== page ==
For those who’ve taken to social media to address that car on their street taking a “prime” spot that hasn’t moved in at least a week, or the camper on their cul-de-sac that’s been there a bit too long after a vacation — don’t worry, someone called the city of Santa Clarita.
Specifically, in the case of vehicles being parked in one spot for more than 72 hours, the city got 4,711 calls, just last year alone, which represented a 30% increase over 2021.
In response to the rising number of complaints, the city, which contracts with a private company for its around-the-clock, 365-day-a-year parking enforcement, is planning to change its rules of the road when it comes to parking.
“Staff is finding that vehicle owners, after receiving a warning notice for the 72-hour restriction, will oftentimes move their vehicles a few inches forward or backward to remain in compliance,” according to the council’s agenda for its Tuesday meeting. “In effect, the vehicle continues to be stored on the public right-of-way, in the same place, prohibiting the use of the roadway for other vehicle owners.” Further, with no distance required for the movement, nonoperational vehicles can be pushed the same distance, but essentially remain in place.
No longer, if the new rules are adopted, according to the agenda for Tuesday’s City Council meeting.
The new rule being recommended by staff requires a vehicle owner to move their vehicle at least 150 feet from the previous spot in order to avoid a ticket.
The distance was seen as a compromise by staff with vehicle owners, as the benchmark distance from its studies of other cities was 300 feet, the length of a city block, according to a city staff report. But the 150 feet is being proposed so as not to create “an undue burden.”
The city is also revising its rules for any oversized vehicles, which the city essentially defines as any motor vehicle, recreational or otherwise, that meets or exceeds at least two of the following three metrics: 23 feet in length, 8 feet tall or 7 feet in width — the criteria established by the city’s 2001 ordinance.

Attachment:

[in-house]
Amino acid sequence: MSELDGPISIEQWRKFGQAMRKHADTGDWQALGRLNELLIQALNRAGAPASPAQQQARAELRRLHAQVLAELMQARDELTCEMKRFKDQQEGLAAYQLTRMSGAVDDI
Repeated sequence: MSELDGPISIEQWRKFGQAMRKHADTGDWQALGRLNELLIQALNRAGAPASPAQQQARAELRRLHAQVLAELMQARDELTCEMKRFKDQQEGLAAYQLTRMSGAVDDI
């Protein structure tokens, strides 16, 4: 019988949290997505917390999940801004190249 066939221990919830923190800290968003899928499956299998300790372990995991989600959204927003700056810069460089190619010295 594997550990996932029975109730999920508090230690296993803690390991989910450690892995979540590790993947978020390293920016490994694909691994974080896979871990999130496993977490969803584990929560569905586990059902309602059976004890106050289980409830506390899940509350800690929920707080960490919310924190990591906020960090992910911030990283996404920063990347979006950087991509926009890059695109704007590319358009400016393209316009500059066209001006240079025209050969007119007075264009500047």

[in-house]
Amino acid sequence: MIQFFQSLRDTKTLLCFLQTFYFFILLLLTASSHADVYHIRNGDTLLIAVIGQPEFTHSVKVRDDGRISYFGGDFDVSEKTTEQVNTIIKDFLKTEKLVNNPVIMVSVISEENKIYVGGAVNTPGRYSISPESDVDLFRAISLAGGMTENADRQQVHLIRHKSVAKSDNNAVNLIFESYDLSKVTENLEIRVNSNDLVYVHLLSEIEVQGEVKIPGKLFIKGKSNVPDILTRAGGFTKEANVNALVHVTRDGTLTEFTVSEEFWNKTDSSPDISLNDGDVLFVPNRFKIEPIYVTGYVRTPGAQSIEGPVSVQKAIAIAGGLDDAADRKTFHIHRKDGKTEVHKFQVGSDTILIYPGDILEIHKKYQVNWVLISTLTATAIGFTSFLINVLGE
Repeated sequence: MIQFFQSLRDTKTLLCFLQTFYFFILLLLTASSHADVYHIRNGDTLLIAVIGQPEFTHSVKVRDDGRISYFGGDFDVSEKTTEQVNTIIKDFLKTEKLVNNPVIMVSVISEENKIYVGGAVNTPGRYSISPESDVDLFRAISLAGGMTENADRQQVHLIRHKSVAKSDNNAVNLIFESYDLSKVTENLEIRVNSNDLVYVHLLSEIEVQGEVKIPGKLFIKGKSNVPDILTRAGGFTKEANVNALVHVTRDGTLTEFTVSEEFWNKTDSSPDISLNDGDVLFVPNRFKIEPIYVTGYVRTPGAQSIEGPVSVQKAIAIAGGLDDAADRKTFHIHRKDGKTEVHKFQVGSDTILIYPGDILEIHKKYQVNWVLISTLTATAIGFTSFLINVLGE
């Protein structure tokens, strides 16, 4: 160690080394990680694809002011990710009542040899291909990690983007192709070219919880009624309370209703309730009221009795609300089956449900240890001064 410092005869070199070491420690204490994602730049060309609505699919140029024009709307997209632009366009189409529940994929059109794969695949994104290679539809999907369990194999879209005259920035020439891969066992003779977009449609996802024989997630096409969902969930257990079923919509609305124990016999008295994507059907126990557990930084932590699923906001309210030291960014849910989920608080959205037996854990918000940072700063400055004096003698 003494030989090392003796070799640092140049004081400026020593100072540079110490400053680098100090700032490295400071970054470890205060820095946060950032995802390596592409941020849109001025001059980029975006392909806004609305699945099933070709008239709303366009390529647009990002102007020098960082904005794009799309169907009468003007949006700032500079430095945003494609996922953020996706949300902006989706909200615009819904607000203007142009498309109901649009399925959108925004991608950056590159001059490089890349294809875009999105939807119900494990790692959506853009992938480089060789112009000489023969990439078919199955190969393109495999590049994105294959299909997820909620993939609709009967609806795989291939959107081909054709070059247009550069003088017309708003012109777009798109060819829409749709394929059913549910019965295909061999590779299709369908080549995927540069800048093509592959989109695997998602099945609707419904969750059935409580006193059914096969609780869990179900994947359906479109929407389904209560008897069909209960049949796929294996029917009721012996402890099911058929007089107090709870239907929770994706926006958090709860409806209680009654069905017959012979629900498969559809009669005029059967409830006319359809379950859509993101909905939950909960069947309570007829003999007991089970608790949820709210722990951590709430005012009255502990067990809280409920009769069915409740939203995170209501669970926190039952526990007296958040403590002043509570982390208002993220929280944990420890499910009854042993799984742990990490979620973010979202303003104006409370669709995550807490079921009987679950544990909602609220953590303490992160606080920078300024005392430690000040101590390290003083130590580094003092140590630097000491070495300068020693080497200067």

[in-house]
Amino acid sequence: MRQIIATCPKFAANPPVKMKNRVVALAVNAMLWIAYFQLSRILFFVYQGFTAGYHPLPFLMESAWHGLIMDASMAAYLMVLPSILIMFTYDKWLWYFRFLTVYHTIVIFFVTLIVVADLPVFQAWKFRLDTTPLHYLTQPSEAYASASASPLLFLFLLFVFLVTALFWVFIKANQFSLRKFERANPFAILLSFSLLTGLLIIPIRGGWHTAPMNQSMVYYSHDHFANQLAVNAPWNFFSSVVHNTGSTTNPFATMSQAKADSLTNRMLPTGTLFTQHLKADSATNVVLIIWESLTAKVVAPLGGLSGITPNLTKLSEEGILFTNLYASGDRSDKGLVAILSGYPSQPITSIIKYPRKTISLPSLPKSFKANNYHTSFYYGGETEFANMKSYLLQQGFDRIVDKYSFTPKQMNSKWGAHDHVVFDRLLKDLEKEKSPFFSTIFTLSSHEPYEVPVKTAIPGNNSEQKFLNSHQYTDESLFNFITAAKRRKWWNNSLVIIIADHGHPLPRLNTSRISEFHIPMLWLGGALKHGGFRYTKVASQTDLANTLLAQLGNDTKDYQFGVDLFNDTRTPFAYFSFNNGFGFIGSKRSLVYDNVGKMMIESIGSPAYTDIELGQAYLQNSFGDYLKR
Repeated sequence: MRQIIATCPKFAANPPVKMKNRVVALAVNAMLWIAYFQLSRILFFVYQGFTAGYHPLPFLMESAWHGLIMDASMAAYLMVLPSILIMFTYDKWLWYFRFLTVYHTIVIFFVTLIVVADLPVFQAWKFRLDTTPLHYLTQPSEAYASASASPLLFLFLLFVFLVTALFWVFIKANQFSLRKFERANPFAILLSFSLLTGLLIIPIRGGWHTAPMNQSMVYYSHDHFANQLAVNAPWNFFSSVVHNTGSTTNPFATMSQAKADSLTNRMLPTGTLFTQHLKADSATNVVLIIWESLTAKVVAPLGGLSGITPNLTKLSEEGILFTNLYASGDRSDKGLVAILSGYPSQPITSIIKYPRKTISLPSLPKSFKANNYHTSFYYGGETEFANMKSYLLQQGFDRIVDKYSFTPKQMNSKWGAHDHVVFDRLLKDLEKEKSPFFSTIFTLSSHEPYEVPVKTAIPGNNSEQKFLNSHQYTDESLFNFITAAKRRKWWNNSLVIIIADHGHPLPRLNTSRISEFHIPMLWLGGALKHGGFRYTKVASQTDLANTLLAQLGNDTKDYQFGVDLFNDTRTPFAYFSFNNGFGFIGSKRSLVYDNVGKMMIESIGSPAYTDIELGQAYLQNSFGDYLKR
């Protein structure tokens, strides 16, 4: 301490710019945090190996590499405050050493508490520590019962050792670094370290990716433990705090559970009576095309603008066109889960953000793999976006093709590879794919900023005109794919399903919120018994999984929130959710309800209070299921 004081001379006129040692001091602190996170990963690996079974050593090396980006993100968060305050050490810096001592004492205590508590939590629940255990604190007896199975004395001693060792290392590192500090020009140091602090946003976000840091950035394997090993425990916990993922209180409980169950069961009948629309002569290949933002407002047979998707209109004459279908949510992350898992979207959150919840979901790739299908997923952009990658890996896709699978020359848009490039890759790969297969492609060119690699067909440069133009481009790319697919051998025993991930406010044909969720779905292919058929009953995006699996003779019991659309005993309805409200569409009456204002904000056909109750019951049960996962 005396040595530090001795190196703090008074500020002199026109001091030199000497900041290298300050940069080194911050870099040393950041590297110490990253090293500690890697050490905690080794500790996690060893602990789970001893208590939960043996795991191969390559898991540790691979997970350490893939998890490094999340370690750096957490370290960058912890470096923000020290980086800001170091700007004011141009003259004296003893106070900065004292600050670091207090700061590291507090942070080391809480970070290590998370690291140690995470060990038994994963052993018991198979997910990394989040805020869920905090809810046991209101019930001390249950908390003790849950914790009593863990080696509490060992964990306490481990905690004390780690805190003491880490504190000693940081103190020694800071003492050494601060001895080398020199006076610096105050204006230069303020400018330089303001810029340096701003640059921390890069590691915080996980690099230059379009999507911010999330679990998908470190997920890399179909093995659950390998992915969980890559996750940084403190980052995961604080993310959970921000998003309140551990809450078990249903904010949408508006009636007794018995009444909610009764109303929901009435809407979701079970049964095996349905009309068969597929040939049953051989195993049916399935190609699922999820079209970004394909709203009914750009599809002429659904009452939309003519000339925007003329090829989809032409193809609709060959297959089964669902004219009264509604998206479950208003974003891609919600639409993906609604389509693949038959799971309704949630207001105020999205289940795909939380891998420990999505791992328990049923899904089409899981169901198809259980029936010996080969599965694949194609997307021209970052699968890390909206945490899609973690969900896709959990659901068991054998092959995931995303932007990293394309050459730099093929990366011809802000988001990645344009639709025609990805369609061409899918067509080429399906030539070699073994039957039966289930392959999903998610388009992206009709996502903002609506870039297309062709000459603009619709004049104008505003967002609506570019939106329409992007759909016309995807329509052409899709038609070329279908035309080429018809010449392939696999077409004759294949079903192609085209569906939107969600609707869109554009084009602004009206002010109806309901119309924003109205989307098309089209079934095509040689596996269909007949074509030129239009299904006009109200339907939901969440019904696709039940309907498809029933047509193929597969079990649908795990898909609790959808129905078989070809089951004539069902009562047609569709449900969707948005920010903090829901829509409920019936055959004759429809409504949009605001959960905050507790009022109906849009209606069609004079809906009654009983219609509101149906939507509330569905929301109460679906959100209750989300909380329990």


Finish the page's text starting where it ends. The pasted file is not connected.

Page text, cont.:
The city is also looking to broaden the rules regarding how long an oversized vehicle may be parked in a public street, or public place within any residential, commercial, industrial or business park zone (emphasis theirs).
The city notes that it responded to 783 complaints about oversized vehicles in 2022, a little over two calls per day.
Now, such a vehicle can’t be parked in the public for more than 48 hours for reasons such as maintenance or unloading, unless the owner of the vehicle has a permit, which allows for up to 72 hours of parking. The city also notes in its agenda that, if the rule changes are approved, the 48-hour regulation would apply, even if the 48-hour period includes a holiday or a weekend.
Under the current rules, a scofflaw faces a $78 citation for a vehicle in violation of the 72-hour rule, and a violation of OSV parking is subject to a $68 citation.
“These changes will allow Parking Enforcement to more effectively address (oversized vehicle) violations, while still providing OSV owners an appropriate amount of time to park their vehicles on a public right-of-way for the purposes and intent of Santa Clarita Municipal Codes,” the agenda states.
The OSV regulations don’t apply to vehicles with valid Department of Motor Vehicles-issued disabled person license plates, according to the agenda.
The rules would take effect May 25, if the rules pass a first reading at Tuesday’s meeting and then a second reading two weeks later.